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The rights of carers were top of the agenda at a special carers' summit which focused on the Carers (Equal Opportun...
The rights of carers were top of the agenda at a special carers' summit which focused on the Carers (Equal Opportunities) Act 2004 which was brought forward last year.

Speaking at the summit yesterday, health and social services minister Brian Gibbons emphasised the need for everyone to play their part in making sure that all carers have the help and support they need to live a normal life.

Dr Gibbons said: 'The Carers Act 2004 will have a great impact on services and support for carers. For the first time carers will know what their rights are and how to access services that are available to them. Their needs in terms of work, education and leisure will now be considered in all assessments. By involving other statutory agencies in the planning and provision of services for carers people will start to realise that carer issues are not just a matter for social services but need to be embedded in the policies, procedures and practice of a much wider network of agencies.

'Another key issue is 'heads-up' working. It is very easy for people to keep their heads down in their own specialities or own areas of work. People need to look up to see what their colleagues are doing so that they can all work together to improve services. A vital part of heads-up working is communication with the people who matter - the people who need services to help them lead ordinary lives. When the Assembly first sat down to write the carers' strategy we didn't start with a blank piece of paper and write down what we imagined carers priorities were. We went out and asked carers themselves what they wanted.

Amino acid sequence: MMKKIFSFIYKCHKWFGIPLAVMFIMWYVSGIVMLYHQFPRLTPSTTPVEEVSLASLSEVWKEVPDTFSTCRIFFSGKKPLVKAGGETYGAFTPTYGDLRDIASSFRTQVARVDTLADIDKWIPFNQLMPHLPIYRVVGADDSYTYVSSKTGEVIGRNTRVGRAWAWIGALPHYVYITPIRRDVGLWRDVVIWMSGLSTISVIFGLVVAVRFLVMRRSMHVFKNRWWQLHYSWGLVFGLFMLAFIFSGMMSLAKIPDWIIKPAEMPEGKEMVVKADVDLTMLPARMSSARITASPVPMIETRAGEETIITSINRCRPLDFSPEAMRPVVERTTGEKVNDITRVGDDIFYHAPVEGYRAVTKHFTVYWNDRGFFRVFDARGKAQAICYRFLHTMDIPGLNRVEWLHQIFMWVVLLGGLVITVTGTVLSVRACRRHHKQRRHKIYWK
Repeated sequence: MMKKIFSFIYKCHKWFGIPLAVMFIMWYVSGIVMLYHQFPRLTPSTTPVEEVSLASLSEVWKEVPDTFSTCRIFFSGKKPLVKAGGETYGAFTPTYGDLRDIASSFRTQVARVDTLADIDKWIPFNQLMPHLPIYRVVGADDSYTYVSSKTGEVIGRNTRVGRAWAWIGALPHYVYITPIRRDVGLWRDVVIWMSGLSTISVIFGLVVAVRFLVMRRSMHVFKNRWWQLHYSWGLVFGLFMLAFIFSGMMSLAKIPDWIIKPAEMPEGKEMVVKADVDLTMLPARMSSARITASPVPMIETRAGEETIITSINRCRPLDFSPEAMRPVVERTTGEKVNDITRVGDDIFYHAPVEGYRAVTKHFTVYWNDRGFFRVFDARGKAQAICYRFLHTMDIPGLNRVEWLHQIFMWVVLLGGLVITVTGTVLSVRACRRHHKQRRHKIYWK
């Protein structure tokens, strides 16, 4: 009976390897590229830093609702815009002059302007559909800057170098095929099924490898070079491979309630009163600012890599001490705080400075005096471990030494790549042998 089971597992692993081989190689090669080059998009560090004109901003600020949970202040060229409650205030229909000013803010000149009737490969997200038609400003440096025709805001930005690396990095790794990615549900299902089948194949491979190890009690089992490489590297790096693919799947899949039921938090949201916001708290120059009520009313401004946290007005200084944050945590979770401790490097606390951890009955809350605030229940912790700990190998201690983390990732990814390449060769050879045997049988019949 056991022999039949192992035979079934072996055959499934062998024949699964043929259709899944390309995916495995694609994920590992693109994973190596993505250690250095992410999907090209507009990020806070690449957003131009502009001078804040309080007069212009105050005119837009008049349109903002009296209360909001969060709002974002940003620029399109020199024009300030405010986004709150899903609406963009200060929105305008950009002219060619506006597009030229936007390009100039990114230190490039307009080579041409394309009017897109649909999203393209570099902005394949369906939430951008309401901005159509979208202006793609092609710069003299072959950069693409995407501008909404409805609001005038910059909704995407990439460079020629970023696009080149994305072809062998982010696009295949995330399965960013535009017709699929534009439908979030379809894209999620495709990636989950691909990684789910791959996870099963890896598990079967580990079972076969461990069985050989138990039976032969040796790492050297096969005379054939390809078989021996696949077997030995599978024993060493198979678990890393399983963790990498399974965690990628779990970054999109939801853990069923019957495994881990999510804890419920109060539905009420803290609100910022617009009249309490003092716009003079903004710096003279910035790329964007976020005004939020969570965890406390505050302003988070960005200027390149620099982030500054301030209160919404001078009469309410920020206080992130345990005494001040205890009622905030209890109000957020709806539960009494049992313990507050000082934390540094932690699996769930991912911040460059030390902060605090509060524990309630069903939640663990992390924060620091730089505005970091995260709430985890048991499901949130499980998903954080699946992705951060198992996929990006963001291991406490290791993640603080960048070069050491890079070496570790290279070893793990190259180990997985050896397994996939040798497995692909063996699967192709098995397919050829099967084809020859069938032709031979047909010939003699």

'In the same way local assessments of needs, and the planning, modelling and commissioning of services should reflect what people actually need and not what others think they need.

'We are all aware of the demographic changes that Wales faces. Over the coming years we can expect to see more older people and relatively fewer young people. Of course not all older people will need support and I'm sure as people are living longer they are also remaining healthy for longer and are able to maintain their independence. But we need to think carefully about the effect these changes will have on the demand for services and the services we ought to be providing.

'We all need to recognise the contribution carers make and harness that contribution by providing the help and support they need to sustain their caring role.'

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